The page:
2. Promote synergy and cooperation among the various regional actors with the aim of accelerating the reactivation of MSMEs;
  3. Identify the main challenges facing MSMEs in the regional and global post-pandemic context;
  4. Discuss support strategies that can be implemented for the recovery of MSMEs.
General information
  • Start time: 10:00 am Venezuela time
  • Approximate duration: 3 hours
  • Free registration
  • Aimed at: government, private sector, academia and general public authorities linked to MSMEs.
  • Languages: Spanish and English (there will be simultaneous interpretation).

22 July 2021


10:00 – 10:15


  • Ambassador Javier Paulinich, Permanent Secretary of the Latin American and Caribbean Economic System (SELA)
  • Carmen Sánchez, President of the National Development Agency (ANDE) of the Eastern Republic of Uruguay
10:15 – 11:00

SESSION I. Boosting productivity and social inclusion: Strategies to reduce informality

  • Why is informality so significant and persistent in the economies of Latin America and the Caribbean?
  • What actions are recommended to support MSMEs that are in an informal condition?
  • How should social protection programmes be extended to the informal sector?
  • What actions should be incorporated into economic revival programmes to promote formality as a platform for productivity and social inclusion?

 Speaker (20 minutes):

Panel of analysts (8 minutes each):

  • Sandra Acero, Director of MSMEs of the Ministry of Trade, Industry and Tourism of Colombia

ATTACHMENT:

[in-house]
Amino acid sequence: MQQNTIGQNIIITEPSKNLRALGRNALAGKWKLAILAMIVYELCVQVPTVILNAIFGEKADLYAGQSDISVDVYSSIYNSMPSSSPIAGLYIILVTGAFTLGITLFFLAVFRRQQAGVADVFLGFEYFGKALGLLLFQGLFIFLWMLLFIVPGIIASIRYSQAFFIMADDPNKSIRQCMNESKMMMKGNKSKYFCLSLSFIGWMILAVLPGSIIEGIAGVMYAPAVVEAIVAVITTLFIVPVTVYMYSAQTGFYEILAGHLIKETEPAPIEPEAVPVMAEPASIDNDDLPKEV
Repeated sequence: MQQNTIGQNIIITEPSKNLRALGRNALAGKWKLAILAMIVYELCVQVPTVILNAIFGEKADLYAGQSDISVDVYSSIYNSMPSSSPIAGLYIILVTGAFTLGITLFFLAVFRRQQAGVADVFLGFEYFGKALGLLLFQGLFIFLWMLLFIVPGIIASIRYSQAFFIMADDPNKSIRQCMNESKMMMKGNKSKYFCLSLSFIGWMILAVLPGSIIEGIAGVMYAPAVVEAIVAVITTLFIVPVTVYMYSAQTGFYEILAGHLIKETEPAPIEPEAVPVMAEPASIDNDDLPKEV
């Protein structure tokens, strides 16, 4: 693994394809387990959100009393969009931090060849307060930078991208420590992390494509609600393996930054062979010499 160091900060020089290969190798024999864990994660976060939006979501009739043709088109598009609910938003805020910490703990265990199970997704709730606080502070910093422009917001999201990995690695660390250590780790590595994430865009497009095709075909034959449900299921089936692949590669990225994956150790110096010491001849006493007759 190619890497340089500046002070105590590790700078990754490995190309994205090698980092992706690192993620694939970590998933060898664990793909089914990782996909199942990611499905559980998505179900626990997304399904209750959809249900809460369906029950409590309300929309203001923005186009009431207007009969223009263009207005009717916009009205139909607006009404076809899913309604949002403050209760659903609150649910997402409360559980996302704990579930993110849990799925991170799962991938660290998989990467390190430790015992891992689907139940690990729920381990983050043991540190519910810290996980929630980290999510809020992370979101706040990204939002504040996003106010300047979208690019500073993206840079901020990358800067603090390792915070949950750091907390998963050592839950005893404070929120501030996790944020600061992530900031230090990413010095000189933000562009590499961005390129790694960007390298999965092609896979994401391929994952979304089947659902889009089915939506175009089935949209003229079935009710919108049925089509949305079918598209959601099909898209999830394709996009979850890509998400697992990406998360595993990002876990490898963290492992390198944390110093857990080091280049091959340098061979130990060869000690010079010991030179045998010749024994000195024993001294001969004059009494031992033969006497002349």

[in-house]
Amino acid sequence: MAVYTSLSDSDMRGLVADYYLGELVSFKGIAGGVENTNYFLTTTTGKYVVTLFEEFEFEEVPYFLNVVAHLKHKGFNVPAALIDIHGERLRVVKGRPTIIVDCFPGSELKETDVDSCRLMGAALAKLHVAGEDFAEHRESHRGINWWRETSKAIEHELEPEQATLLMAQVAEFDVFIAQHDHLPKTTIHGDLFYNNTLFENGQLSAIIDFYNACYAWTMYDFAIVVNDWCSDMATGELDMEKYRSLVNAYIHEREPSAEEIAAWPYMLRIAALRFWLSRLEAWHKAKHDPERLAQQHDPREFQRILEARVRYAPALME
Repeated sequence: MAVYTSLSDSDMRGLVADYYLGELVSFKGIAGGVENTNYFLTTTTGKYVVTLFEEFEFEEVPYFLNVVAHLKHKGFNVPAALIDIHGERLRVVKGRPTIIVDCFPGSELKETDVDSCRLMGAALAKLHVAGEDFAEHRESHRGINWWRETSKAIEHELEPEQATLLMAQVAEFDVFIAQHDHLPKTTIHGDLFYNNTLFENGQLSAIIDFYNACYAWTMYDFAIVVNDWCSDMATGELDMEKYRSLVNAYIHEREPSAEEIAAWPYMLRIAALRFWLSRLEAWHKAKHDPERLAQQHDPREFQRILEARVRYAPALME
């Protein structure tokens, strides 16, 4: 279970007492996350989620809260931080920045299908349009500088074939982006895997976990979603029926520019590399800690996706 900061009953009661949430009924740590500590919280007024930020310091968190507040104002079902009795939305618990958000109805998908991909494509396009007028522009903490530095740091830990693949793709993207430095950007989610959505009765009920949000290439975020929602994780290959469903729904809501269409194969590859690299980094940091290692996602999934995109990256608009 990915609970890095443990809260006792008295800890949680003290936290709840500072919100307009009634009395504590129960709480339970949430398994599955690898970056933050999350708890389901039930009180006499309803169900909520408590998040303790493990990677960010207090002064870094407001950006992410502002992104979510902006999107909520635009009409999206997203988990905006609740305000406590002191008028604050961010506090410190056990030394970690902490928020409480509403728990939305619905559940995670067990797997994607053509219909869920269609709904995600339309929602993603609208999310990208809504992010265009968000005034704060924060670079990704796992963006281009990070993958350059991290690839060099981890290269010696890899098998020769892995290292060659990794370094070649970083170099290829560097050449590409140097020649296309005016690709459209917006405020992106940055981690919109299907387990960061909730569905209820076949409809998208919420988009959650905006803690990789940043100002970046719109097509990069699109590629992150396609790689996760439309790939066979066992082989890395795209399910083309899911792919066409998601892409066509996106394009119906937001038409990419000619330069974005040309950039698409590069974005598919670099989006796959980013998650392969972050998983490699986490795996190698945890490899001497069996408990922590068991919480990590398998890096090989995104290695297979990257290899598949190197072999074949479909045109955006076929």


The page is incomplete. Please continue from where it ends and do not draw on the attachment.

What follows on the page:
• Felipe Bettancourt, National Director of the Solidarity and Social Investment Fund of Chile
  • Domingo García Pérez, Co-Director of the Foundation for Strategic Analysis and Development of SMEs (Faedpyme)
11:00 – 11:45

SESSION II. Recovery Resources: How to improve access to finance for MSMEs

  • How can restrictions on access to finance for MSMEs be overcome?
  • What are the latest trends in the creation and implementation of tools to support access to finance for MSMEs?
  • What successful international practices can be implemented to improve access to finance for MSMEs in the region?

Speaker (20 minutes):

Panel of analysts (8 minutes each):

  • Jorge Morales Paulino, Vice-Minister of Small and Medium-sized Enterprise Development of the Ministry of Industry, Trade and MSMEs of the Dominican Republic
  • Paul Steiner, President of the National Commission for Micro and Small Enterprises of El Salvador
  • Ana Bárbara Mungaray, Head of the Productive Development Unit of the Ministry of Economy of Mexico
  • Juan Carlos Elorza, Director of Private Sector Analysis and Technical Evaluation at CAF-development bank of Latin America
11:45 – 12: 30

SESSION III. Accelerating growth: How to support the digital transformation of MSMEs

  • What are the barriers to the digital transformation of MSMEs?
  • How can the digital transformation support the recovery process of MSMEs?
  • How is digitization changing the nature of work and business models?
  • What policy actions should be taken to help MSMEs capitalize on the benefits of digital technologies?

 Speaker (20 minutes):

Panel of analysts (8 minutes each):

  • Guzmán Acosta y Lara, National Telecommunications Director of the Eastern Republic of Uruguay
  • Diego Llosa, Vice Minister of Foreign Trade of Peru
  • Yerka Yukich, Executive Secretary of the Centre for Digital Economy (CCS), Santiago Chamber of Commerce

(*) To be confirmed


Efraín Quicaña